Neil Van Lierop’s land is his life, and the retired daffodil farmer said it’s emotional to part with it.
The 77-year-old dragged his first hoe when he was 2, plowed his first field when he was 7 and bought his first batch of bulbs at 10.
Van Lierop bought his first 24 acres near Shaw Road East and Pioneer Way East in Puyallup at age 22 — two years before his father died in 1962 — and grew the five-generation family business alongside his mother, Beatrice “Flower Lady” Van Lierop, until she died in 1975.
He continued his family legacy — an operation that spanned about 72 acres at its peak — until the farm closed in 2013 and the gift shop shuttered last year.
Now, a partnership between a nonprofit and the city of Puyallup will likely bring new life to Van Lierop’s land, for decades the heart of the Puyallup Valley.
The Puyallup City Council has approved a deal to buy about 24 acres from Van Lierop for $3.75 million. Upon closing, likely by the end of the year, the city will keep 18 acres with plans to build a park in the farmer’s honor.
The remaining 6 acres will be sold for $1.25 million to Step By Step, which helps at-risk mothers support healthy babies from pregnancy through infancy. The nonprofit plans to use the historic homestead to create a hub for staff and to provide job training for clients.
Before the city stepped in to help, Step by Step had already launched a fundraising campaign earlier this year to collect $1.5 million to purchase land from Van Lierop.
Krista Linden, Step By Step’s founder and executive director, is glad to advance her nonprofit’s mission while preserving the farmer’s legacy.
“I think it’s beautiful for him,” Linden said.
She said everyone wins with the land deal in place.
THE NEXT STEP
A large donation from a prominent donor pushed Linden’s nonprofit within $250,000 of its $1.5 million fundraising goal.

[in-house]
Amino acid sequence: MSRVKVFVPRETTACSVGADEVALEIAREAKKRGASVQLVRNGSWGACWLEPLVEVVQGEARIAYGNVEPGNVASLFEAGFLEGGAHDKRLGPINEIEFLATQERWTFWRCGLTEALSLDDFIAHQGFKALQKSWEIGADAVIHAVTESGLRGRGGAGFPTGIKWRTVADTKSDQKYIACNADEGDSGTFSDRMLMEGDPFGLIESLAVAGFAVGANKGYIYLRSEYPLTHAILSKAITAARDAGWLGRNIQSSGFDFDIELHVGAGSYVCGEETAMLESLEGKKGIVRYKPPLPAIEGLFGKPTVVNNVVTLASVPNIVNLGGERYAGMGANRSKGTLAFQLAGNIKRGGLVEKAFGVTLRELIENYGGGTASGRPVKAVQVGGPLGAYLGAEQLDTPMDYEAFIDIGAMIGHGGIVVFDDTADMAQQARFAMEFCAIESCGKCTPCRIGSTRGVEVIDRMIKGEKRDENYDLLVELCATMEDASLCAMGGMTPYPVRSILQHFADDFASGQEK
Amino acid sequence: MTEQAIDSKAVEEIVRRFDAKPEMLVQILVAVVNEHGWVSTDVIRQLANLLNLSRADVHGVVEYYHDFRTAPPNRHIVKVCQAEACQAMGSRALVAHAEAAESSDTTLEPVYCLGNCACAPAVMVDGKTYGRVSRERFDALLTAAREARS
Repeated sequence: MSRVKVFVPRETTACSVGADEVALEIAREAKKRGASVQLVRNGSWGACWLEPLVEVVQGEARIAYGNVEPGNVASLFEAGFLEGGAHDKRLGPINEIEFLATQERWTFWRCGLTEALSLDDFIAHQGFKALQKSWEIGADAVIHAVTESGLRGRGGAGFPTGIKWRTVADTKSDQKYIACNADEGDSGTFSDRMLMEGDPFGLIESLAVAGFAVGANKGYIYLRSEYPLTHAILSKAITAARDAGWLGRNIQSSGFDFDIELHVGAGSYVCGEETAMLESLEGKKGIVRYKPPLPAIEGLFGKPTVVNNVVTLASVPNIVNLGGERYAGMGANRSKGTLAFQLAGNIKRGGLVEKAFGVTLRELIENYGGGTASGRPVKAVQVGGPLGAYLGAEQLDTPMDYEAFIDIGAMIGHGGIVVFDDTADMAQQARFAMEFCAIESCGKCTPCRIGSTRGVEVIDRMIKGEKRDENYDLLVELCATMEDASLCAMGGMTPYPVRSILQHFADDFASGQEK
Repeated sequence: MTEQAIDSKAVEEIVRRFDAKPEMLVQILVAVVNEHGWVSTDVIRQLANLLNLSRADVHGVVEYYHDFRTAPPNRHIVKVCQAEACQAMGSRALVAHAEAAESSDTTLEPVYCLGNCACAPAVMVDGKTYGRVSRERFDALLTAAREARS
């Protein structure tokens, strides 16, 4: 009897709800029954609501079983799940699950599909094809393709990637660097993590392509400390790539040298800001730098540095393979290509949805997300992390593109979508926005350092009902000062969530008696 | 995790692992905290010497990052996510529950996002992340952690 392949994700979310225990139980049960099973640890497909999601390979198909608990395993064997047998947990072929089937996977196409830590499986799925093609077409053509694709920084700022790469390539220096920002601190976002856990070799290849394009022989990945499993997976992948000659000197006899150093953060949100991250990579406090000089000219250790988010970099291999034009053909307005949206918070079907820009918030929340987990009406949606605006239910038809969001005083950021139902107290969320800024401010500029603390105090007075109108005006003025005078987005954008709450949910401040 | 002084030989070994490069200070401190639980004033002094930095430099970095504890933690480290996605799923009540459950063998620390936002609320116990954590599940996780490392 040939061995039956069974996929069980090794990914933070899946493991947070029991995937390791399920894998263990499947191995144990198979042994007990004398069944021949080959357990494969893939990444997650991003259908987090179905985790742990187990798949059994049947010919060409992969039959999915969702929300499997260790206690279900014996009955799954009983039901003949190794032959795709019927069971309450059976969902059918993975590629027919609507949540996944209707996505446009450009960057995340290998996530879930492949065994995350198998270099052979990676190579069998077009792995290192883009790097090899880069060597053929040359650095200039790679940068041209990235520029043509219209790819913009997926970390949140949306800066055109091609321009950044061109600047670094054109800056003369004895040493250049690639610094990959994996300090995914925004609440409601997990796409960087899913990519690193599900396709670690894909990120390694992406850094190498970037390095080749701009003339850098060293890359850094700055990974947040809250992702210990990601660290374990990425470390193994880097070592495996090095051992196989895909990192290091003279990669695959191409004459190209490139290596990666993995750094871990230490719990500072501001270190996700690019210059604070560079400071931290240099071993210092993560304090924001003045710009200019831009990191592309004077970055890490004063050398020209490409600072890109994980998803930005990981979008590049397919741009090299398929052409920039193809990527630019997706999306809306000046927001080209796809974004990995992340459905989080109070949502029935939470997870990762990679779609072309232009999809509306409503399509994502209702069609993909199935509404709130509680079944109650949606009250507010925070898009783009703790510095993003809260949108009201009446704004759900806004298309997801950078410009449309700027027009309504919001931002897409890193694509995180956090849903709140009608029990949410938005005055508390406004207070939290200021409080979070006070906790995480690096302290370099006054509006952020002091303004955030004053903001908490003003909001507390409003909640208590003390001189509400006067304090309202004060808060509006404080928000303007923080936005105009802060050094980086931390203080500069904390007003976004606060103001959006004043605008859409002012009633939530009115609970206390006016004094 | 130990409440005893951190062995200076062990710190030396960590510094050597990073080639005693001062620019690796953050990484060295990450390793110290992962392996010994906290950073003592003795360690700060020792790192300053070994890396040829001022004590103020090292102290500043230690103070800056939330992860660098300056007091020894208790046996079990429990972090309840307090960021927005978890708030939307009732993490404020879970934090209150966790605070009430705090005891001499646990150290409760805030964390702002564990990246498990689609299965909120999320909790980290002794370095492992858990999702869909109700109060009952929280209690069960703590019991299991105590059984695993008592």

Jerry Korum, a Puyallup car dealer known for community involvement, said his wife Germaine’s passion for Step By Step’s mission inspired him to donate $500,000, an amount that grants the family naming rights.
The couple has been married 47 years. Germaine has fought lung cancer for the past three.
“We are currently working with local foundations and individual donors to match the Korums’ gift and plan to name the site in honor of Germaine Korum, who has been a longtime advocate for the health and well-being of women and children,” Linden said.
Germaine Korum said there’s nothing more important than children, and Step By Step does much more than teach women how to be moms.
“Long after I’m gone, I do believe it’s going to become a major place in Puyallup,” she said.
Step By Step plans to move quickly on program development. Linden said the goal is to open the Germaine Korum Center for Women and Children by the spring.
On-site programs will include three components: an early childhood education center, a community cafe and catering program, and a business and technical education program.
Services will include child care, parenting education, life skills and job training, and continuing education classes. All will equip vulnerable mothers to support themselves and their babies, Linden said.
Other donations for Step By Step come from MultiCare, Columbia Bank, CHI Franciscan, Boeing, Puyallup Kiwanis and more.
Some wish to remain anonymous, including one donor who’s pledged $200,000 once the nonprofit raises $1.3 million debt-free.
All of those donations are in addition to grant funding and $300,000 in individual gifts.
Linden approached the city in October asking for help purchasing Van Lierop’s land.
Around that time, she discovered Step By Step would be on the hook for unexpected costs — roughly $98,000 in back taxes — if it moved ahead with the acquisition as planned.
Linden said she always hoped Van Lierop would sell to the city. But after learning that a local government could buy it without paying the extra taxes, it was an added push that landed her in Puyallup City Manager Kevin Yamamoto’s office.
After sparking the city’s interest, Linden worked closely with Van Lierop’s Realtor and attorney. She encouraged the city’s community development department to complete sample park designs.
Yamamoto said the City Council had already identified its intent to pursue a deal with Van Lierop for parks land during its annual retreat this year.
The mostly slow-moving process shifted into higher gear with Linden as the driving force.
“She encouraged us to put this together,” Councilman John Hopkins said following the vote on the agreement.
Councilman John Palmer, an advocate for parks and open space, said he has urged an agreement like this for years. He said the city already had plans to improve parks, especially in the northeast corner of Puyallup where Van Lierop’s property is located.